In the Fantastic Four reboot, the other dimension being probed by Reed Richards and the team at the Baxter Foundation turns out to contain some kind of green-goo sentient energy source that can give humans superpowers. As stated above, having such a place and power source set against a reality in which normal humans have been living in fear of mutants, creates a situation that could’ve been beneficial to both brands (X-Men and F4) with little more effort required than dropping some dialogue.
Instead of the cliched “evil/greedy military wants alien weapon,” angle, Planet Zero and its benefits – not to mention the prototypes that are “The Four” themselves – would’ve been reframed in a more complex question of the Baxter Foundation’s duty to humanity. With mutants that can invade minds or bend the very laws of nature, wouldn’t humanity benefit from being able to selectively engineer their own superpowered protectors? That’s a harder question for the likes of Reed Richards or Ben Grimm to ponder, it strengthens Johnny Storm’s motivation to use his powers for purpose, and drops the “evil military schemer” cliche. It also would’ve set up the means for the government to possibly create new superpowered characters in a future X-Men/F4 crossover.
3. Race For a Cure
In Fantastic Four, one of (many) vague subplots was Reed Richards’ year-long disappearance after escaping military clutches. Reed claimed to be struggling to discover a cure for his friends, but this thread quickly disappears when Doom attacks the Baxter Foundation, and “The Four” decide that existence as superpowered freaks is A-Ok.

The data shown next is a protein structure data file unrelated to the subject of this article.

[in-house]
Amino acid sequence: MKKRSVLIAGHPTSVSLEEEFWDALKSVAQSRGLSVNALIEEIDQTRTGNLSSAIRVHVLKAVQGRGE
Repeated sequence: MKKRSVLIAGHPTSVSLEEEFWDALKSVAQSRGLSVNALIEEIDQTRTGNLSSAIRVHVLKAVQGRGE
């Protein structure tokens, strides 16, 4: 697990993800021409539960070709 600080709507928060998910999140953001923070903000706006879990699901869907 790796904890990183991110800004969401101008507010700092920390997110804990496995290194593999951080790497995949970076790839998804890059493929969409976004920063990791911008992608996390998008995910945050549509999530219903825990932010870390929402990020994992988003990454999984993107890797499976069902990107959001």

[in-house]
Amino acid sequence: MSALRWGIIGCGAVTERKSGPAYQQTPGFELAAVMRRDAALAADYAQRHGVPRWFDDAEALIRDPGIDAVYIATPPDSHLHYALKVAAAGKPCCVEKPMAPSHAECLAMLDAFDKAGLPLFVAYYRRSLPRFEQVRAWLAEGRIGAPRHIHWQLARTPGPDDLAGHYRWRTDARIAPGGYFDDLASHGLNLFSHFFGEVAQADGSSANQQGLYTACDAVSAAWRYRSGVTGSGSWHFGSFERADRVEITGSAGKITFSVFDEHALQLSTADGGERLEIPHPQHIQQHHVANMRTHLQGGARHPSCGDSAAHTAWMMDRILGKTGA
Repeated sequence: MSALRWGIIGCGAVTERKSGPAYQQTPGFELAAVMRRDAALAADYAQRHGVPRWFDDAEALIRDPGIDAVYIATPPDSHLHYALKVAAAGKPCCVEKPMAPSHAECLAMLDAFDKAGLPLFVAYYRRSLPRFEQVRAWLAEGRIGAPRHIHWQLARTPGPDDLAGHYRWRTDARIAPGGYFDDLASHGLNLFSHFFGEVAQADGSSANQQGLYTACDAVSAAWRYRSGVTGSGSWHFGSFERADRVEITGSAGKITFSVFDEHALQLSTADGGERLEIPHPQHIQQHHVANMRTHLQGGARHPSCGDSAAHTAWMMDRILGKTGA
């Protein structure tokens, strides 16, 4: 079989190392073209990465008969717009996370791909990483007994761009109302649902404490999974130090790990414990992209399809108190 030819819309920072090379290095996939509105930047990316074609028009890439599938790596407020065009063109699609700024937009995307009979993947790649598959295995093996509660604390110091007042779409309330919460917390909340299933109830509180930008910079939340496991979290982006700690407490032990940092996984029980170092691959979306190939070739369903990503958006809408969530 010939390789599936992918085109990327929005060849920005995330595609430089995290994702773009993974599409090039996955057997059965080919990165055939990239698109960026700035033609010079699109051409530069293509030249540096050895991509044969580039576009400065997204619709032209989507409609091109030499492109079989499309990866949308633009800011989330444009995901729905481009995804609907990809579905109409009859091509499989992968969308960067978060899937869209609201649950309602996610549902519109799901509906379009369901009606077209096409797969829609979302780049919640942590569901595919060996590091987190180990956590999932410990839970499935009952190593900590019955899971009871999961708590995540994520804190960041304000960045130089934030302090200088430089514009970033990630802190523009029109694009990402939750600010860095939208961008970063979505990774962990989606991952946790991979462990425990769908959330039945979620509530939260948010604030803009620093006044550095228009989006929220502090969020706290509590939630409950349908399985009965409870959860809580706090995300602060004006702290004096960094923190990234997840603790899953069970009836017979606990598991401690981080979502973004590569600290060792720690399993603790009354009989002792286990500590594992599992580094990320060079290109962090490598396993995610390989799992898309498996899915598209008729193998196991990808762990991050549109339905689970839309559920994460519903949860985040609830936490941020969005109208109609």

However, in an X-Men world, Reed Richards’ experiments to cure himself or his friends could’ve easily pushed into territory that is threatening to the existence of mutants. It would’ve only needed to be foreshadowed in this first film (since the movie didn’t really delve too deep into Reed’s cure attempts) – but having someone as brilliant as Reed (and/or his team) working on taking away or suppressing super powers could eventually put them into the crosshairs of some bad people who have superpowers of their own – and no interest in losing them…
2. Brotherhood Alert!
Humans gaining superpowers. A new source of superpowers under government control. A genius working to “cure” the affliction of having superpowers. These are definitely developments that would attract the attention of Magneto and/or Mystique and The Brotherhood of Mutants, if F4 existed in an X-Men continuity.